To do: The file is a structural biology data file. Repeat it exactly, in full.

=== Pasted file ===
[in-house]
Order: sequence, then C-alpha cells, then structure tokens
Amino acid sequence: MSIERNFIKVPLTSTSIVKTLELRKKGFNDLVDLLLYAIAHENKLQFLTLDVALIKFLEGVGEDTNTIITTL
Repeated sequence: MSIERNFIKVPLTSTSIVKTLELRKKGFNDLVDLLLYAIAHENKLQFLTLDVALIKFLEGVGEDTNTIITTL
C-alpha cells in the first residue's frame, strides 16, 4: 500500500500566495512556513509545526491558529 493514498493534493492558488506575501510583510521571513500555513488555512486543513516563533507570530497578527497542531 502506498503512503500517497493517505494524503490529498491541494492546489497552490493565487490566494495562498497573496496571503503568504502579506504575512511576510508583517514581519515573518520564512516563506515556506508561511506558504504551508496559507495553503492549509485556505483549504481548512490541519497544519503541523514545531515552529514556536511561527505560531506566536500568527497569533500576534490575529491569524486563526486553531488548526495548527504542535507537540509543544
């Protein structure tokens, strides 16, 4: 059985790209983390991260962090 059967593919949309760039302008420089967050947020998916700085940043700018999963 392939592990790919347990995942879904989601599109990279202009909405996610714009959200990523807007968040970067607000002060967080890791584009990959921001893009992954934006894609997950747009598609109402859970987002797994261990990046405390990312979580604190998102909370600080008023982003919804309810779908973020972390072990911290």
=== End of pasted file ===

[in-house]
Order: sequence, then C-alpha cells, then structure tokens
Amino acid sequence: MSIERNFIKVPLTSTSIVKTLELRKKGFNDLVDLLLYAIAHENKLQFLTLDVALIKFLEGVGEDTNTIITTL
Repeated sequence: MSIERNFIKVPLTSTSIVKTLELRKKGFNDLVDLLLYAIAHENKLQFLTLDVALIKFLEGVGEDTNTIITTL
C-alpha cells in the first residue's frame, strides 16, 4: 500500500500566495512556513509545526491558529 493514498493534493492558488506575501510583510521571513500555513488555512486543513516563533507570530497578527497542531 502506498503512503500517497493517505494524503490529498491541494492546489497552490493565487490566494495562498497573496496571503503568504502579506504575512511576510508583517514581519515573518520564512516563506515556506508561511506558504504551508496559507495553503492549509485556505483549504481548512490541519497544519503541523514545531515552529514556536511561527505560531506566536500568527497569533500576534490575529491569524486563526486553531488548526495548527504542535507537540509543544
């Protein structure tokens, strides 16, 4: 059985790209983390991260962090 059967593919949309760039302008420089967050947020998916700085940043700018999963 392939592990790919347990995942879904989601599109990279202009909405996610714009959200990523807007968040970067607000002060967080890791584009990959921001893009992954934006894609997950747009598609109402859970987002797994261990990046405390990312979580604190998102909370600080008023982003919804309810779908973020972390072990911290």